Prerequisites of moving ahead Students are able to observe physical phenomena, and give an account of experiences from these observations.
They can use the fundamental terminology of mechanics (inertia, mass, force, weight, velocity, acceleration, energy, work, power, efficiency).
They are familiar with the graphical representation of measured data: they should be able to draw simple graphs and analyse graphs (e.g. distinguish constant quantities from variables, characterise change).
They can solve simple mechanical problems with the help of the fundamental relations learnt in class. They know and use the metrical units of physical quantities learnt in class.
They can give examples to the phenomena discussed in class, an to the manifestation of the discussed laws in nature and in the case of certain technical devices. They can use the metrical units learnt in class in the case of quantities used in everyday life.
They are able to select the known laws and constants from the reference book of formulae and tables, and explain the various formulae.
They know that a great deal of interesting and useful data and information are available on the world-wide web.
Number of teaching hours per year: 92
New activities The abstract notion of ‘ideal’ gas as a generalisation of the experience from experiments with concrete gases.
Demonstration of how to develop concepts with general validity, and how to formulate laws with mathematical tools in the simplest possible way on the occasion of introducing the scale of gas temperature.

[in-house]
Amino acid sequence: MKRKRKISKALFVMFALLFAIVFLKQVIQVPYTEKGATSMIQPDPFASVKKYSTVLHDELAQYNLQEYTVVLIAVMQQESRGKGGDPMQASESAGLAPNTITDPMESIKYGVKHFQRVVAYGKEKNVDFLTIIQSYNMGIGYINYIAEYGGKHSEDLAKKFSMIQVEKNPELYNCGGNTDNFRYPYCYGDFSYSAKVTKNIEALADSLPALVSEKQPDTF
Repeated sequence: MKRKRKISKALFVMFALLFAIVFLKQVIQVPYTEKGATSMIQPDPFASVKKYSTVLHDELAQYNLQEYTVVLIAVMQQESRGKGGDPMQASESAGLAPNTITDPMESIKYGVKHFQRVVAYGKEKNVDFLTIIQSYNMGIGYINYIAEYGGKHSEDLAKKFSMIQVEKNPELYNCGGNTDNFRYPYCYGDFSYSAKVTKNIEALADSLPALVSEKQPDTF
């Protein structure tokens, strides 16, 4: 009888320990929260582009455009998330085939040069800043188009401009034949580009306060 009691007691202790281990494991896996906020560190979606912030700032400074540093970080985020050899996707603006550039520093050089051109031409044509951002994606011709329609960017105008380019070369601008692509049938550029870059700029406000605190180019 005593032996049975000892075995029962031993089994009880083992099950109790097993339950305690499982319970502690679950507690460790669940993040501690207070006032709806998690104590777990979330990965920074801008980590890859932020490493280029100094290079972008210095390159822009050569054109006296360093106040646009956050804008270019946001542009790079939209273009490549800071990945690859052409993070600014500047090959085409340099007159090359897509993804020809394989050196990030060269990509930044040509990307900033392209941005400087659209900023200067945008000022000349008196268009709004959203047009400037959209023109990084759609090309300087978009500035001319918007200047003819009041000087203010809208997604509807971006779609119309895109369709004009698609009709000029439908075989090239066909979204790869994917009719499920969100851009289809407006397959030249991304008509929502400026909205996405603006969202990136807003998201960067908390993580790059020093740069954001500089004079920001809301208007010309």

The explanation of indicators and changes of state. Graphical representation with p-V diagrams.
Conclusions with regard to the invisible micro-structure of matter drawn from macroscopic measurements and complex physical experiments.
The interpretation of macroscopic thermodynamic quantities and phenomena with the help of the particle model.
Application of PC simulation software to illustrate the kinetic gas theory.
The development of the physical concept of field (electric, magnetic) imperceptible to our senses. Field characterisation using physical quantities.
Identification of analogies between laws with different content but similar form (e.g. law of gravitation and Coulomb’s law).
The classification of matter according to electric conductivity (conductors, semiconductors, insulators).
The application of electrophysics in everyday life (electric shock protection, accident prevention, saving energy).
Physical explanation of how electric appliances work, on the basis of models and schematic figures.
The analysis of the complex technical system of electric energy supply from the point of view of physics.
Highlighting the links between physics and chemistry (e.g. electric interaction and ion bond, the basic concepts of thermochemistry and the first law of thermodynamics, the basic concepts of chemical kinetics and the kinetic gas model, the correlation of the chemical bonds and the electric conductivity of pure and contaminated semiconductors).
Collection of additional information in the library and on computer networks.
Indicators of state (temperature, volume, pressure, amount of matter).
The Boyle-Mariotte Law and Gay-Lussac’s laws. Kelvin’s temperature scale.
The universal gas law and the state equation.
The explanation of isothermal, isobar and isochore change of state, p-V diagrams.
The atomic structure of matter